6 magnet schools planned Berger stresses quality and choice

January 07, 1993|By Mary Maushard | Mary Maushard,Staff Writer

Specialized magnet programs designed to give students greater educational opportunities and create greater racial balance will open in at least six Baltimore County high schools in September.

Another 10 schools are developing magnet proposals for future years, officials said yesterday as they outlined their ambitious, if sketchy plans.

The magnet programs will allow students with special interests to choose an alternative to their local schools.

Two of the six schools will be countywide magnets; the others will be regional. Some of the programs are for accelerated students, but most are geared toward special interests such as the arts, health, the environment and engineering.

"We all have different talents and interests, and one broad brush does not meet the needs of everyone," said Anita Stockton, the new coordinator of magnet programs. "We need to provide some choices."

Choice is integral to the magnet concept, added Superintendent of Schools Stuart Berger. He said the availability of specialized programs could entice parents who might otherwise send their children to private schools.

At the outset, the school department will concentrate on programs at four vocational schools around the county as well as at Kenwood High on the eastern end, which has one of the county's highest dropout rates; and at Milford Mill Academy in the western end. A magnet program is also being considered for Woodlawn High School, which like Milford Mill is in the western end of the county and has a high minority enrollment.

The magnet programs will help to bring greater racial balance to the schools, Dr. Berger predicted. "We would like them to be more racially integrated," he said, and offering "quality magnet schools" is a voluntary way to do that. The programs were presented as a package yesterday during a meeting of principals from the target schools.

Each school will develop its own admission criteria, and each magnet program will have a limit on enrollment. But no students will be moved out of their home school to accommodate magnet students.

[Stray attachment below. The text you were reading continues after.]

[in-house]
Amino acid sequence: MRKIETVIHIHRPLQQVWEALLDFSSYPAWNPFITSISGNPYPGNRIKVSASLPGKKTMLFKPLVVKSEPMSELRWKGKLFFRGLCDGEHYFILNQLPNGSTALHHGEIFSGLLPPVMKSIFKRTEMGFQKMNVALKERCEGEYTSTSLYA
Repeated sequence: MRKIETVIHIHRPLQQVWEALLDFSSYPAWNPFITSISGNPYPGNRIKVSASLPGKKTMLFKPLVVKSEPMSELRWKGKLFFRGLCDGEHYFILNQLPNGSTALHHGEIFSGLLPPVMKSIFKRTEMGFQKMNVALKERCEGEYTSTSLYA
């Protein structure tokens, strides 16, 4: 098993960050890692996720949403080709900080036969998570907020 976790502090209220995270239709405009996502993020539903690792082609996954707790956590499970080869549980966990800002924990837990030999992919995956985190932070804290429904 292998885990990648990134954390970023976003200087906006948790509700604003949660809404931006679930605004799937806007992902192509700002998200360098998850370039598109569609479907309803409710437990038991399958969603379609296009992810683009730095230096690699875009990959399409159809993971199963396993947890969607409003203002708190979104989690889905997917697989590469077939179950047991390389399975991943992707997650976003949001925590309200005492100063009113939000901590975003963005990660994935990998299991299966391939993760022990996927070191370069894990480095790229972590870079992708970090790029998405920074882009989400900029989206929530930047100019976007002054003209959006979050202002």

"A lot of changes are coming very very fast," Dr. Berger said. "I guarantee you in three years, people will be standing in line to get into these schools."

Officials said that as students leave their community schools for magnet programs, those schools will will improve as principals develop ways to attract and keep students.

"The net result is that you get a higher quality of education everywhere," said Ms. Stockton.

In the past, critics of the magnet system have said other schools will suffer while resources are channeled into magnet programs. Ms. Stockton denied that would happen.

"We certainly don't need to create haves and have-nots," she said.

"It's a delicate balance of orchestrating all schools to be the best that they can be."

These are the countywide programs:

*Central Vocational-Technical School in Towson will become a countywide school called Carver Center for Arts and Technology, with academic programs as well as those in literary arts and performing arts, including dance, music, theater and television. The school will continue its existing technical programs.

*Western Vocational-Technical School in Catonsville will also become a countywide school called Western School of Technology and Environmental Science. It will continue its technical programs, add academic courses and integrate environmental subjects.

These are the regional programs:

*Southeastern Technical School, near Sollers Point, will continue draw half-day students interested in technology courses from nearby high schools and coordinate those students' academics more closely with their technical education. It will specialize in allied health and industrial technology courses.

*Eastern Vocational-Technical School in the Essex-Middle River area will continue as a comprehensive regional magnet school ++ for students in the eastern part of the county, but will add an allied health curriculum that will be open countywide. It will add technical engineering courses in 1994.

*Milford Mill and Kenwood will add a new, accelerated International Baccalaureate curriculum described as a "prestigious academic program" used in schools nationwide. Each will start with up to 50 ninth graders from throughout the county next year.

The International Baccalaureate will be "another option for bright youngsters," but it will not replace the existing gifted and talented programs, said Ms. Stockton. "The GT option will still be there," she said.

*In addition to these programs, Woodlawn High School is proposing that it become a math and science magnet for students interested in pre-engineering courses. This proposal will be presented to the school board later this month.

"Woodlawn will be absolutely the last for this year," said Ms. Stockton. But about 10 more secondary schools and several elementary schools are developing magnet proposals for the future.

The school system has asked County Executive Roger Hayden and the County Council to approve a transfer of capital funds to cover the renovations needed at the schools, especially Carver and Western.

"We will open those schools if we have them dancing in the welding shops," said Dr. Berger.


The Baltimore County school department will introduce its new magnet programs at a Magnet Fair, 7 p.m. to 9 p.m. Jan. 21 at Parkville High, 2600 Putty Hill Ave. The fair is geared to students who will be entering the ninth or 10th grade and their parents. In the event of bad weather, the fair will be conducted Jan. 25 at Loch Raven High School.

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